Donald Fagen – Sunken Condos

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One advantage of having a thin voice amidst a limited vocal range is that, at 64, Donald Fagen with a little computer wizardry can sound like his old self.  His old self is in abundance on Sunken Condos, his 4th solo release. 

The album sounds immediately familiar – the jazzy groove where guitars, bass, drums, saxes, keyboards and horns go snap, crackle and squirk in all the right places.  Oh, and very tasteful harmonica.  And don’t forget the female background singers... 

Everything is in its right place, including extended space for some of the instrumentalists to stretch out and play, most notably lead guitarist Jon Herington who shapes sounds and chops to add punch to the funky smoothness that largely defines the record.

One might say that you’ve heard everything here before.  I said that to myself.  But it’s not quite true.  Musically, there’s a much more relaxed feel than on Fagen’s previous recordings, as opposed to a bitter feel on others.

Lyrically, though, familiar themes are found.  “Slinky Thing” picks up 32 years after “Hey Nineteen” from Steely Dan’s Gaucho.  If she didn’t know Aretha Franklin then, what does he relate to a 19 year old now?

We went to a party
Everybody stood around”
Thinkin’: Hey what’s she doin’
With a burned out hippie clown
Young dudes were grinnin’
I can’t say it didn’t sting
Some punk says: Pops you better
Hold onto that slinky thing

Kudos to Fagen for consistently writing from his age.  I wish other artists were as brave (McCartney, Bono, Springsteen, Jagger).  The only thing missing on this particular song is the hook.  It tries, but falls just short.

“I”m Not the Same Without You” is a great love song, surprisingly devoid of Fagen’s usual sexual overtones.  “Memorabilia” carries a groove, and while it might have added another shade to aging, it manages only to prove how difficult it is use the word in a chorus.  It’s a listenable miss amongst the whole.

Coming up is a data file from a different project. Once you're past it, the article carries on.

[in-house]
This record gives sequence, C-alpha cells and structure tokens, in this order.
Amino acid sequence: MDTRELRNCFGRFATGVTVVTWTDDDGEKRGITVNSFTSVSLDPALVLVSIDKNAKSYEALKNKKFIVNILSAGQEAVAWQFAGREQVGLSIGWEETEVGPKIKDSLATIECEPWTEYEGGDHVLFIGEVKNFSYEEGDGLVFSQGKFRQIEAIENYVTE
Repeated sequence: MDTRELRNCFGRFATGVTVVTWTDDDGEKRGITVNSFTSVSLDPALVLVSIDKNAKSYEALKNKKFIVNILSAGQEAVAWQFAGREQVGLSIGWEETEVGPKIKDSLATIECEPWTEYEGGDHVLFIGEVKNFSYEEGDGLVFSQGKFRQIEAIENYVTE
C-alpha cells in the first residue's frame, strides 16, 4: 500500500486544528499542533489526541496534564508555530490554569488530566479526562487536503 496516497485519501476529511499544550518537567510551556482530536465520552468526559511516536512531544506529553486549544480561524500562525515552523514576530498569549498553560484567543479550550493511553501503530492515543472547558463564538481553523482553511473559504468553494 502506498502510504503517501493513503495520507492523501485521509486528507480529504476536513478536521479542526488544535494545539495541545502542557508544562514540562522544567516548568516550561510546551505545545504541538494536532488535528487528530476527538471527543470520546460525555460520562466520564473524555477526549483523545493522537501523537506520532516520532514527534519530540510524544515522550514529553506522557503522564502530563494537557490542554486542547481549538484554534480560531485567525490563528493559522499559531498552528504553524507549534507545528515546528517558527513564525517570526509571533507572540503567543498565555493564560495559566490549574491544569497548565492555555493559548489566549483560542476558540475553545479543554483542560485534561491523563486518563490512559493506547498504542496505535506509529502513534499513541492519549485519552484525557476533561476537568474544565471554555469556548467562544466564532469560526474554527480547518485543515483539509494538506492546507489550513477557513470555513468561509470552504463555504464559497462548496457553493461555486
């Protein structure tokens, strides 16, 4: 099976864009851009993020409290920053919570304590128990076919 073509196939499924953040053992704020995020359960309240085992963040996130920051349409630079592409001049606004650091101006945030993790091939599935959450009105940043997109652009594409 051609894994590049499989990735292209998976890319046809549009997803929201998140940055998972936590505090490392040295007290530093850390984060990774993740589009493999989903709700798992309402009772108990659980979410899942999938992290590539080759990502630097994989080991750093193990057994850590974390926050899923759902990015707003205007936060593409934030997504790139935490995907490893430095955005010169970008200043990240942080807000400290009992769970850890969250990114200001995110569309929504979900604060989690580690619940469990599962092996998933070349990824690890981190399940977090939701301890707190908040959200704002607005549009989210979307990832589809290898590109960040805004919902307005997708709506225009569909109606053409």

The best song is “Weather in My Head,” which equates global warming and weather catastrophes with a broken relationship.   The song also breaks from Fagen’s rather even vocal delivery with some attitude and carries with it a memorable tune.  Given the title of the CD, this is as close as Fagen gets to a snarky comment about the world today, which is too bad.

I haven’t researched Fagen’s personal life, but I can’t help but think aging rock stars perpetually seek Hey Nineteens.  In “The New Breed” Fagen faces competition from an IT type:

You the new breed alright
I guess you’re what she wants now
You’re young and strong
And you own the night
Good luck to you both
I’ll get along somehow

I get it  - you look at me and think
He’s ready for Jurassic Park
He’s sweet – but it’s time to fine a keener spark

Bad for Fagen, but funny as hell for me.

A cover of Isaac Hayes’ “Out of the Ghetto” provides a jump start from the smoothness, and it’s a lyrical kin to Fagen’s own songs.   “Miss Marlene” is comfort food, something heard many times before from Fagen.  “Good Stuff” follows takes Fagen’s distinctive narratives in a different direction, this time taking a warm, funky groove for celebrating Mafia jobs.

“Planet D’Rhonda” is an entertaining floozy story, but it drags along musically, ending the CD with one step back after several steps forward.

Overall, Sunken Condos is a good listen, but too much of it fades into aural obscurity.

Recommended Songs: “Slinky Thing,” “Weather in My Head,” “Miss Marlene”

3 of 5 STARS

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